Co-inventor Prof. Mandeep Singh Duggal, of NUS Dentistry, said that the Dental DART could play a role in decreasing the stress experienced by patients and dental professionals during the pandemic. He explained: “Dentistry is an essential service and it has suffered tremendously since the beginning of this pandemic. Many dental service providers in Singapore have imposed a complete ban on aerosol-generating procedures during the SARS-CoV-2 outbreak. While imposing such extreme measures is understandable, it has also left thousands of people without proper treatment. Our Dental DART can help provide a safer environment in the dental clinic setting, and decrease the anxiety and psychological distresses imposed by the COVID-19 pandemic on all parties involved.”

1July 2020

Spirit Medical Transport Receives New Vehicles and Equipment

GREENVILLE, OH—The owners of Spirit Medical Transport LLC didn’t let COVID-19 dampen the spirits of the company’s annual Christmas party. In fact, they took the party to new heights.

As employees and their families gathered virtually and in their own cars for a drive-in style Christmas party, owners Brian K. Hathaway and Aaron Guthrie made a phone call to Santa and asked whether he could fly to the Christmas party. Within minutes, spectators at the drive-in event watched the sky as Santa came in for a landing on the racetrack of the Darke County Fairgrounds.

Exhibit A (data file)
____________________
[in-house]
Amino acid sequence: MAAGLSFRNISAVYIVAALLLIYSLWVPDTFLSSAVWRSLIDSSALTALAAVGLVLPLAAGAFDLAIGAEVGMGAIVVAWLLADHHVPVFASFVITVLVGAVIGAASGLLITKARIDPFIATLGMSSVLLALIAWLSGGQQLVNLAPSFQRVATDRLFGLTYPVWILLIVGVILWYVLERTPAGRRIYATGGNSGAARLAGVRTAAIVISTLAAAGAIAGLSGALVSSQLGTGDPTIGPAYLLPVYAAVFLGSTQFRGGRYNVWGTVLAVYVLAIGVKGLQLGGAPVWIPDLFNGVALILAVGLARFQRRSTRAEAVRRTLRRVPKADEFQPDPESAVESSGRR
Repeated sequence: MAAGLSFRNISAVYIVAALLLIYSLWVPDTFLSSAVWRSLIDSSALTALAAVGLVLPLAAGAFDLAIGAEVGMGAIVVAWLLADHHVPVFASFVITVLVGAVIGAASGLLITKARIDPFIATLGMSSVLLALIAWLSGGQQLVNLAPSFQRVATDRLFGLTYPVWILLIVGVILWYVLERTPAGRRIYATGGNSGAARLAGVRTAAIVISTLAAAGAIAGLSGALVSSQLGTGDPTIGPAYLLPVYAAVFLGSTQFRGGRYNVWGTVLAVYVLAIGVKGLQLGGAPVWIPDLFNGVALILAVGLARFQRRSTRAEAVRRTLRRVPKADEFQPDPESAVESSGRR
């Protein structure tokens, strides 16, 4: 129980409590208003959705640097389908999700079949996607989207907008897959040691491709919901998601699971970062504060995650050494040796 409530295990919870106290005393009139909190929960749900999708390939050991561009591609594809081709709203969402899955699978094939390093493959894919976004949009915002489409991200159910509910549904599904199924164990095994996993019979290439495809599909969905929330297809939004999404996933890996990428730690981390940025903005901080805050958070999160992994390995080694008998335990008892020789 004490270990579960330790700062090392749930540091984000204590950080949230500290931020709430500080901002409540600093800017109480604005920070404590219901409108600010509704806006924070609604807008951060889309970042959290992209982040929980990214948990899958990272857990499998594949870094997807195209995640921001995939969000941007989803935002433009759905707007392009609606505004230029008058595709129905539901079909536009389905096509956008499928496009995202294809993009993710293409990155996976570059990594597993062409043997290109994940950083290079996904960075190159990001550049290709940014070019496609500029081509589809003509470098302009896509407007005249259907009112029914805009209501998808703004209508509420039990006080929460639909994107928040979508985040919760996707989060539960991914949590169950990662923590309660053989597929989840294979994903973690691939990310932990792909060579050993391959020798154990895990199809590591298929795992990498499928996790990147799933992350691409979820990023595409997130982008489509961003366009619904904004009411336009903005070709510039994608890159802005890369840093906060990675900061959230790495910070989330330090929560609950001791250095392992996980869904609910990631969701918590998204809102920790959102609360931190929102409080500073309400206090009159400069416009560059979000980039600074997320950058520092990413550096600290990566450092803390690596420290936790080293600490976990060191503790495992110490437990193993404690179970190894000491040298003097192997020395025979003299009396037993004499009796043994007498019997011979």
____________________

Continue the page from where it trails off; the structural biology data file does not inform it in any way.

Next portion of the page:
Drive-in and virtual attendees were personally delivered a home-cooked meal, wrapped packages for their children, gift cards, and awards.

The evening started out with a moment of silence in remembrance of Jack Rader, a Spirit employee who died earlier this year. Rader’s name and photo has been added to the back of the Spirit memorial ambulance, which bears the names of three other former Spirit employees and supporters.

Despite a drastic reduction in calls for the year overall, the company was able to maintain its employee base and avoid layoffs. The owners applauded their employees and the families who supported one another during the challenging year.

“Our employees and their families have remained strong, and we want to show our investment in each of you for the dedication you have shown,” Guthrie said. “Our employees are the backbone of our business, and we want to equip you with the best of the best anytime we can.”

The owners revealed one new 2020 Dodge Caravan, three new 2020 Dodge wheelchair vans, four fully stocked 2020 Ford Transit Medix ambulances, two fully stocked 2021 Ford E-350 Medix box ambulances, four new Ferno Power X1 cots, one Ferno iNX power load stretcher with new bariatric component capable of lifting patients up to 1,100 pounds, 10 new Lifepak 15 cardiac monitors with specialized components, six new Toughbook computers, and one Hercules 6000 automatic car wash.

“Over the past three years as a company we have made a significant investment into having one of the best fleet of vehicles on the road,” Hathaway explained. “To save our employees precious time from having to hand wash their new vehicles at the end of their shift, they will now be able to have it washed from top to bottom in a matter of minutes, thanks to the new automatic wash system we have purchased.”

The owners also expressed the gratitude they have of the facilities they serve, and announced they have 78 facilities on a waiting list wanting the services Spirit offers, but simply don’t have the personnel to meet the growing demand. The owners also announced a benefits restructure and monthly raise program.